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- Pierrette Kouakou, CEO of Fin’Elle (2nd from right), a key AFAWA partner and recipient of part of the $1 billion in resources to reduce the gap in access to finance for Africa’s women entrepreneurs. AFAWA-backed entrepreneur Clementine Kassi (far right), Esther Dassanou, AFAWA Manager (2nd from left), Benard Chitunga, AFAWA (far left), with Sophie Chassot, Gender Expert, French Ministry of Foreign Affairs (center). Paris, November 2022
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African Development Bank’s Affirmative Finance Action for Women in Africa (AFAWA) Hits $1 Billion Investment Milestone in Lending to Women Entrepreneurs in Africa
AFAWA was launched in 2015 in Dakar during the first Feed Africa conference (Dakar 1 Africa Food Summit)
By the end of December 2022, AFAWA-approved lending to women-led small and medium sized enterprises reached $1.051 billion
The African Development Bank’s (www.AfDB.org) Affirmative Finance Action for Women in Africa (AFAWA) (http://bit.ly/3sggisg) initiative has reached a landmark $1 billion in approved funding designated for lending to African women entrepreneurs.
This is yet another milestone for the bank following an historic summit last week to tackle the escalating challenges of food security in Africa. The Dakar 2 Africa Food Summit, co-hosted by the Bank and the Government of Senegal, was attended by 34 heads of state and government, more than 70 ministers, farmers’ representatives from the private sector and development partners.
AFAWA was launched in 2015 in Dakar during the first Feed Africa conference (Dakar 1 Africa Food Summit).
Dr. Beth Dunford, the Bank’s Vice President for Agriculture, Human and Social Development said: “I am incredibly proud of AFAWA’s financing achievement. AFAWA’s benchmark reminds us that when we invest to grow Africa’s food systems, we must also invest in Africa’s women agripreneurs.”
Women run the majority of Africa’s agricultural sector small and medium-sized enterprises (SMEs), yet they face significant barriers to accessing finance. Across the continent, African women entrepreneurs face an estimated $42 billion gender financing gap compared to men.
In the last two years, the Bank, through AFAWA, has multiplied the volume of investments toward women-owned small and medium enterprises sevenfold.
“By the end of December 2022, AFAWA-approved lending to women-led small and medium sized enterprises reached $1.051 billion. Of that, $135 million targets women in the agriculture sector,” said Malado Kaba, Director of the Bank’s Gender, Women and Civil Society Department. “AFAWA’s approved lending reaches across 27 countries, and through 56 financial institutions. Already 4,115 women business owners have benefited from AFAWA financing instruments. This is just the beginning,” she added.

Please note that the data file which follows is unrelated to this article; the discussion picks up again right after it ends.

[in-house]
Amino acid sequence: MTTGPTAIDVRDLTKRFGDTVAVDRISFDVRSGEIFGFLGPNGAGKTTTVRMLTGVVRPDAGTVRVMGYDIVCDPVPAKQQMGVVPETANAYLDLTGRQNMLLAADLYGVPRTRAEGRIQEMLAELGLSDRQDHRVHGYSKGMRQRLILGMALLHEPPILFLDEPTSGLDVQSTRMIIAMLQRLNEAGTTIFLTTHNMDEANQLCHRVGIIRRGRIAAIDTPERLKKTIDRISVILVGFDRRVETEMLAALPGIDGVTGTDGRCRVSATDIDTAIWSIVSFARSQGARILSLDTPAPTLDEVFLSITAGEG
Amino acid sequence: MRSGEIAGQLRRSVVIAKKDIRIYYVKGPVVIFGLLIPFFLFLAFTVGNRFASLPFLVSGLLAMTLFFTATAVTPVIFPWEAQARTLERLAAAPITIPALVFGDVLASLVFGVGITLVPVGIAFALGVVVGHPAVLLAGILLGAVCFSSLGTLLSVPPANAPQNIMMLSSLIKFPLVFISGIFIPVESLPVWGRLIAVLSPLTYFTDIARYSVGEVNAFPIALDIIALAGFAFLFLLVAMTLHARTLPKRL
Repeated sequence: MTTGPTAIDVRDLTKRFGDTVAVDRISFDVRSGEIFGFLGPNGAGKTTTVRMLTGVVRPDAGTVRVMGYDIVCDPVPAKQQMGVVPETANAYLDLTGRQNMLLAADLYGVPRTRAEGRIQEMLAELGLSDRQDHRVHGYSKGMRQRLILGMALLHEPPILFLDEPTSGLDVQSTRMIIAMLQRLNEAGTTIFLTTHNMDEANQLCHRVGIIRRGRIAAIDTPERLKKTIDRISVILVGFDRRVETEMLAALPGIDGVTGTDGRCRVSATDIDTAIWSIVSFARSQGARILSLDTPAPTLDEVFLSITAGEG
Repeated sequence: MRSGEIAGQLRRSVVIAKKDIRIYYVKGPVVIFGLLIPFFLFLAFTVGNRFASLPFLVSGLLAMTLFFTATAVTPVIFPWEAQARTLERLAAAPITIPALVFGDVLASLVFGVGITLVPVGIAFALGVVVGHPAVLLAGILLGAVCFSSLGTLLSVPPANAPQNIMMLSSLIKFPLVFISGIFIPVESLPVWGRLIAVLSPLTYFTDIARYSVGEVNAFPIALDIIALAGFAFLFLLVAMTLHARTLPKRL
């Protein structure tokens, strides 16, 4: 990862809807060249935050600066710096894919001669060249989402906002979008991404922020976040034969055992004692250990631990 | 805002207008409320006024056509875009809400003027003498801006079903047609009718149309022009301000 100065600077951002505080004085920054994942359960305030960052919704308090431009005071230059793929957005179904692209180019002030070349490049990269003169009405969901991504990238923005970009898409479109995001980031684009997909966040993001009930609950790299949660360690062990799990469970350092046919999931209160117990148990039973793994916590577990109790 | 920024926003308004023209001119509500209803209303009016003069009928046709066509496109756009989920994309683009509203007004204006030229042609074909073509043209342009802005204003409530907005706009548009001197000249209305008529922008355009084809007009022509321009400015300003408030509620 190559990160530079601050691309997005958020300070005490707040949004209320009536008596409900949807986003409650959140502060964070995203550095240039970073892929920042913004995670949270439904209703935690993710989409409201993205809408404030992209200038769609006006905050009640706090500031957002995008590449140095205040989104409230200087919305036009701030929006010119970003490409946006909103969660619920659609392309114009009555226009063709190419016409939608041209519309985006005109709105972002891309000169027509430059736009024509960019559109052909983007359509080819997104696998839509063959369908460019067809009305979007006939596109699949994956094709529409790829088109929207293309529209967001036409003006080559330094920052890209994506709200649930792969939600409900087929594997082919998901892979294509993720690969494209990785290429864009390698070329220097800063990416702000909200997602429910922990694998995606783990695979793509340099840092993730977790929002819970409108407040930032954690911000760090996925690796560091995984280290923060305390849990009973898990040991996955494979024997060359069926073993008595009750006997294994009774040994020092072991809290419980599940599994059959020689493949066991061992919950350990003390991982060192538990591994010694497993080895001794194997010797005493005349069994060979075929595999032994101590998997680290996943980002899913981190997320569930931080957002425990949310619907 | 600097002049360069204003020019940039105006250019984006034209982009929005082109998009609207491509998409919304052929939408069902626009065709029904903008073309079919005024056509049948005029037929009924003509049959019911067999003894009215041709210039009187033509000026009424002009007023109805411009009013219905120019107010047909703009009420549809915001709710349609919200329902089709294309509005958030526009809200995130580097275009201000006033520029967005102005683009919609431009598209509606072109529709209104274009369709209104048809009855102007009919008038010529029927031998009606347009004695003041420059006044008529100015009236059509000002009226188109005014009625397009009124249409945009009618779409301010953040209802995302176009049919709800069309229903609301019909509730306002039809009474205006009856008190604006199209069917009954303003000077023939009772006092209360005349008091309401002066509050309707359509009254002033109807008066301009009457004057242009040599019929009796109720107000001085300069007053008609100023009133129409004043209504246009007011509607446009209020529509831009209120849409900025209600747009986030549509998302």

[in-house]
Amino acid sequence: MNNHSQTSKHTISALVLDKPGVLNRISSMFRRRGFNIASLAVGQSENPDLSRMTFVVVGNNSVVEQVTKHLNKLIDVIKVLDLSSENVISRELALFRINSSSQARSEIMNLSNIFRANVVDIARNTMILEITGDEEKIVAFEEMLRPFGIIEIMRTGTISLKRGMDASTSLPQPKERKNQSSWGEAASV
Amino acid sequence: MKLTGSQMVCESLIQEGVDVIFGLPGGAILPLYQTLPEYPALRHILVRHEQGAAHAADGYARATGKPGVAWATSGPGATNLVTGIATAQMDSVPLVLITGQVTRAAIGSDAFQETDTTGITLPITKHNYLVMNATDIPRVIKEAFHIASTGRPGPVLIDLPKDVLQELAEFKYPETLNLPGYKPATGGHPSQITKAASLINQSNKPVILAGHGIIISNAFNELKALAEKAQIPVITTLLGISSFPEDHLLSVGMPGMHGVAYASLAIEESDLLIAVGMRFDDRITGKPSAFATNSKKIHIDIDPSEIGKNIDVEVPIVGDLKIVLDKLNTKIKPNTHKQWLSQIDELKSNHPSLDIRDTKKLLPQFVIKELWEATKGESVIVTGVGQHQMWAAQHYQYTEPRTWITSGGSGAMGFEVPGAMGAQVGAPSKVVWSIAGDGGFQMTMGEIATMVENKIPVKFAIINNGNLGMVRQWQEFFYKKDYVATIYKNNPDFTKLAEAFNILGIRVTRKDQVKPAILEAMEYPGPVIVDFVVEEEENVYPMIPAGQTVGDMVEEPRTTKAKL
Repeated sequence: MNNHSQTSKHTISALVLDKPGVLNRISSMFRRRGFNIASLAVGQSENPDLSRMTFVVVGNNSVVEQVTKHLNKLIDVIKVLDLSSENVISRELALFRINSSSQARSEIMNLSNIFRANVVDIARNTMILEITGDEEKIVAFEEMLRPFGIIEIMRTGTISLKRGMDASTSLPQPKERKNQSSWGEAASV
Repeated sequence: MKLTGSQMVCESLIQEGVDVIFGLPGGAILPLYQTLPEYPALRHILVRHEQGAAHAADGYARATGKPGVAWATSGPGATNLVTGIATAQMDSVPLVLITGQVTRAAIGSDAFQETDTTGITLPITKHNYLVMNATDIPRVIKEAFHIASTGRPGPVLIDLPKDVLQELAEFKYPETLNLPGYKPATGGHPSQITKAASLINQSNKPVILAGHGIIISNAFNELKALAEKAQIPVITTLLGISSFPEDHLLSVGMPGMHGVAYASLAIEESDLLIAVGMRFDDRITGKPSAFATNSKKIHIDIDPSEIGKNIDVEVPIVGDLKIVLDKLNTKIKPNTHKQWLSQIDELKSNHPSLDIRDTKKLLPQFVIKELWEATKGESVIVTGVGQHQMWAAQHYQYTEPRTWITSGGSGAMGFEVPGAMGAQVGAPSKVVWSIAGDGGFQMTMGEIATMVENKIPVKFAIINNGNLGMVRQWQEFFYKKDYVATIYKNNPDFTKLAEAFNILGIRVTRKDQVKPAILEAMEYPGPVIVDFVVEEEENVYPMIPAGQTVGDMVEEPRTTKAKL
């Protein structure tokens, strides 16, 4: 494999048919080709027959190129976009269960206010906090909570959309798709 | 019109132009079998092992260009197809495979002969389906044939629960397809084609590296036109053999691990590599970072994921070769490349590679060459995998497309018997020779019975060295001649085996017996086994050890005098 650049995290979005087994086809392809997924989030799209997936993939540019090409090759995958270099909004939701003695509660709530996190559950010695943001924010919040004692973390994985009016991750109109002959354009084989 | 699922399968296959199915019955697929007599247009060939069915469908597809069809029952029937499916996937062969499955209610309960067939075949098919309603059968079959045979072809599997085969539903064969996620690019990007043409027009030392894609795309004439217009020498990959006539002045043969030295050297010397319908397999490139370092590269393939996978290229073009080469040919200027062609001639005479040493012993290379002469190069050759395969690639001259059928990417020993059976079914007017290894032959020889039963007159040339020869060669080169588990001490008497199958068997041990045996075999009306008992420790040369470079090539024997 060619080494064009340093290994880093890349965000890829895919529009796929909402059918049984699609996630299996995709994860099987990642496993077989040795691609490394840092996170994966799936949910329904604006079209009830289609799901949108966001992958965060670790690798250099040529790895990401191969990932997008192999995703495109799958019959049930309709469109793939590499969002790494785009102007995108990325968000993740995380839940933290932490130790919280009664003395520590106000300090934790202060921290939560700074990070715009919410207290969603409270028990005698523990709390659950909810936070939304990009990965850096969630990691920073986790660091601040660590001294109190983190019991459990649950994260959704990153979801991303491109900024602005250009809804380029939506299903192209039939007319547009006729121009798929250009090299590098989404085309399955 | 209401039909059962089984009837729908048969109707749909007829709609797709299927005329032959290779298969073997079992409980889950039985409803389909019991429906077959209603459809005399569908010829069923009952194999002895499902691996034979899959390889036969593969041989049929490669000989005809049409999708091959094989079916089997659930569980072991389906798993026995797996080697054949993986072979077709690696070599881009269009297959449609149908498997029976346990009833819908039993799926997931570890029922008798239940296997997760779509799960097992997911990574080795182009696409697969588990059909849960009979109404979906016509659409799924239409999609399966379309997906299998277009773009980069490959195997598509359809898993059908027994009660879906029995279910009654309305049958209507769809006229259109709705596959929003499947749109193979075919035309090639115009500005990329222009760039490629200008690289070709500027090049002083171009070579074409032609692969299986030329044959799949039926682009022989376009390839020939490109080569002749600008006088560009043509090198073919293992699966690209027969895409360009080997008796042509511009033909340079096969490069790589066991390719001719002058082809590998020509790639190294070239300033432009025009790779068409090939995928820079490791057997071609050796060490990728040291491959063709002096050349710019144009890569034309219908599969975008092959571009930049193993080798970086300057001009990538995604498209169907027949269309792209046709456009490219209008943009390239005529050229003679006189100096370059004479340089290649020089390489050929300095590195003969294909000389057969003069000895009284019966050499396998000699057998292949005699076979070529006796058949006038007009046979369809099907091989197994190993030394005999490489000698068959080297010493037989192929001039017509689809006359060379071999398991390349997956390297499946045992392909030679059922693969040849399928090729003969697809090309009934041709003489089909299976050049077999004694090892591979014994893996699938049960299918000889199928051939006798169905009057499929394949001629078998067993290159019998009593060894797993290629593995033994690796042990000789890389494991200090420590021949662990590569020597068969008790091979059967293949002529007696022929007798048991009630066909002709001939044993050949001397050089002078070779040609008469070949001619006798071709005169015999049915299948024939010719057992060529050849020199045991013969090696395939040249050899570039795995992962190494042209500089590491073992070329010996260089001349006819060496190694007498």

Already, financial barriers to African women ‘agripreneurs’ growing their businesses, are being addressed through AFAWA investment. AFAWA is working to boost the professional and financial capacities of over 200 women cooperatives in the staple crop food sector in Cote d’Ivoire. This includes training and access to a digital platform connecting women producers to buyers of agricultural products like wholesalers, retailers and consumers across Cote d’Ivoire.
Furthermore, AFAWA is working with Ecobank on the “Financing Climate Resilient Agricultural Practices in Ghana” project. The project mobilized $20 million from the Green Climate Fund, and $5 million from Ecobank Ghana as co-financing, to fill the gap for working capital to farmers. The AFAWA project aims to provide financing and technical support to 400 women-led, farmer-based associations and women-owned small and medium enterprises, to foster their agriculture productivity and strengthen their climate resilience practices.
To accelerate progress toward unlocking $5 billion in lending for women by 2026, AFAWA has established a Guarantee Mechanism (http://bit.ly/3DtOnuS) which de-risks the women’s market and increases the ability of financial institutions to lend to women business owners.
AFAWA also launched the Women Entrepreneurship Enablers program, which provides up to $250,000 for women's business associations, incubators, accelerators, women-led cooperatives, and civil society organizations. The program increases women SMEs readiness to access credit and scale their businesses. The program inducted its first cohort of 10 Enablers (http://bit.ly/3wFoVi8) in July 2022, who are expected to apply skills acquired in the Enablers program to reach more than 15,000 women-led micro and small enterprises. The second call for proposals to the program drew more than 1,200 applicants. The second cohort will be announced later this year.
“In 2023, we will continue to work closely with our partners to accelerate their ability to lend to women-led micro and small enterprises. Ensuring that the enabling environment is inclusive to enhance women’s ability to access financing will be critical. Thus, we will work closely with policymakers to ensure that the right reforms are in place to accelerate women-led small and medium enterprises’ financial access,” said Kaba.
To learn more about some of the women participating in AFAWA’s programs, watch the videos on the Bank’s website (http://bit.ly/3RiipqW).
Distributed by APO Group on behalf of African Development Bank Group (AfDB).
Communication and External Relations Department,
About the African Development Bank Group:
The African Development Bank Group is Africa’s premier development finance institution. It comprises three distinct entities: the African Development Bank (AfDB), the African Development Fund (ADF) and the Nigeria Trust Fund (NTF). On the ground in 41 African countries with an external office in Japan, the Bank contributes to the economic development and the social progress of its 54 regional member states. For more information: www.AfDB.org